Belly ache after homecooking
For all the officials I know around the valley, I’m sorry. This column has been brewing for a week and a half. Yes, it’s a knock on a group of officials. But thankfully it’s not directed at anyone I know.
Either way the column had to be written.
With the disclaimer out there I can now get to the point.
Teams that travel understand — or believe — the home team will get a few calls to go its way. While that’s not always the case, it’s a belief.
But a recent game I covered nearly made me hurl as the officials changed a game. Did the calls allow the other team to win? I’d say no. But it didn’t help.
People told me to expect officials at this game to make bad calls. I took it for whining about past losses. After witnessing it with my own eyes, I too can warn people.
Three plays in particular stood out. They involved a player punching another player on the ground, a two-point conversion and a pivotal play in the final three minutes.
While they were all inexcusable mistakes the first certainly tops them all.
The area running back took the handoff up the right sideline. Two players tackled him out-of-bounds by about two feet.
One of those players then took a “swing” at the runningback. I highlight swing because that’s what the official called it. He wasn’t thrown out because it wasn’t a “punch”.
Apparently the officiating crew doesn’t know slang, but those are in fact the same thing.
I had heard the team in question is known for being dirty. I won’t judge the whole team, but there are certain players, like the one in question, who are.
The team was flagged with three personal foul penalties on that drive — all on late hits.
Maybe as a make-up call, which officials allegedly don’t make, the player that swung got tossed out of the game.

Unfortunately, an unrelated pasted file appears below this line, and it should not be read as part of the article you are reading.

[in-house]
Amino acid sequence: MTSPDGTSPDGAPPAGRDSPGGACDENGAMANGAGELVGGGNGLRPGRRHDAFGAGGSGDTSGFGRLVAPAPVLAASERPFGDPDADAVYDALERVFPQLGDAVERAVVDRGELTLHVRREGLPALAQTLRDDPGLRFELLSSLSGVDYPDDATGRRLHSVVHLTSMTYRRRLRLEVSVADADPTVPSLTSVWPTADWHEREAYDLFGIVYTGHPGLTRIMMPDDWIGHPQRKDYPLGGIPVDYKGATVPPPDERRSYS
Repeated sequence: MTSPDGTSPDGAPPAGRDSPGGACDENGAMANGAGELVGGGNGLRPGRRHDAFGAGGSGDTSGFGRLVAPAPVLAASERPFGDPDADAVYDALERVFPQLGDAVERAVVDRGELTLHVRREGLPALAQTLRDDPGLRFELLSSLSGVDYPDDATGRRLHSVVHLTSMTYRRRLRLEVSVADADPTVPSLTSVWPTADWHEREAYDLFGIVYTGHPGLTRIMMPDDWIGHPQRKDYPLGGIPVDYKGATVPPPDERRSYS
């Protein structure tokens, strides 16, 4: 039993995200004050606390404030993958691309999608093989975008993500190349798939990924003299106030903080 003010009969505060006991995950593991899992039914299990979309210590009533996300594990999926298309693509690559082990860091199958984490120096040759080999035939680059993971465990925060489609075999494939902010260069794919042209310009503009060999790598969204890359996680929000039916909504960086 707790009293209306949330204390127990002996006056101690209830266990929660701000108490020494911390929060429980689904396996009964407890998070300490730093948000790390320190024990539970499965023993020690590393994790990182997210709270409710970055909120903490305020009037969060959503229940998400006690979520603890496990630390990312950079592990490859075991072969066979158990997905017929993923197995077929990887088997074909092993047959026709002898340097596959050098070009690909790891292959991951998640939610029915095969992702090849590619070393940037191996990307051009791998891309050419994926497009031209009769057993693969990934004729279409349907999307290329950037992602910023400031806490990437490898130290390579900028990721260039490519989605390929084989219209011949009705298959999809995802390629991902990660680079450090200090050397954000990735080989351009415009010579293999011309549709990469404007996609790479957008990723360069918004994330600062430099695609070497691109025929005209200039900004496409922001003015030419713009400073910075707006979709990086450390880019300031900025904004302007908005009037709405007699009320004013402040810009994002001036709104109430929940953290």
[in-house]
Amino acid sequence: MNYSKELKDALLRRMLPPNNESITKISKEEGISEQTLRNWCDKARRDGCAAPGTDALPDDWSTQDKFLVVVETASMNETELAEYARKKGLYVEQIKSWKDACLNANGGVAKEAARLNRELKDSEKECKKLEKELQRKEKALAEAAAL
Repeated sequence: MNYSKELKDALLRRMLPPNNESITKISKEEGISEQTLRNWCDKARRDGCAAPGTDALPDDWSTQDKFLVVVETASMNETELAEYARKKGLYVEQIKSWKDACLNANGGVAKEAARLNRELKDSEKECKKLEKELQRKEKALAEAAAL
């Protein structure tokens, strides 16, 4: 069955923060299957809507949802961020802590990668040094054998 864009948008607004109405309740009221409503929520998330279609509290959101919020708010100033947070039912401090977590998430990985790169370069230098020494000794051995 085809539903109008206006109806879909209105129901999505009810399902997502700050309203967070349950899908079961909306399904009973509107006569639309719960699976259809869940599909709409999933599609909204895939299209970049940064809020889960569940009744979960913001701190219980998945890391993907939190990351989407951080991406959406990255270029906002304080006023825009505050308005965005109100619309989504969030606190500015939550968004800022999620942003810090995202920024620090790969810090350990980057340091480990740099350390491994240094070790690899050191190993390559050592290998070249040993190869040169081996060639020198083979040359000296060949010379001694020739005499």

That player showed me all I needed to see as he kicked and threw his helmet about 50 yards back to the locker room. A true class act.
Maybe I lied, because the two-point conversion fiasco was pretty bad too.
The aforementioned running back took the ball up the middle across the goal line.
An official came running in to mark the ball short about 20 seconds after the play was over.
I talked to a person representing the home team after the game. That person confirmed the fact it was a terrible call. “He was in by two yards,” the person said.
There is also video evidence supporting the case — if only you could throw the red flag in high school football.
The final play in question came during a crucial point in the game.
On third down, the home team quarterback slipped three yards behind the line of scrimmage. However, the ball was marked at the previous spot — inside the 1-yard line. Instead of 4th-and-goal from the 3-yard line, his team was six inches from the end zone.
The opposing team scored a touchdown to make it a two-score game.
It was atrocious to watch. Great officials are rarely talked about. The bad ones dominate the game. We all like a little homecooking, but next time let’s not stuff ourselves.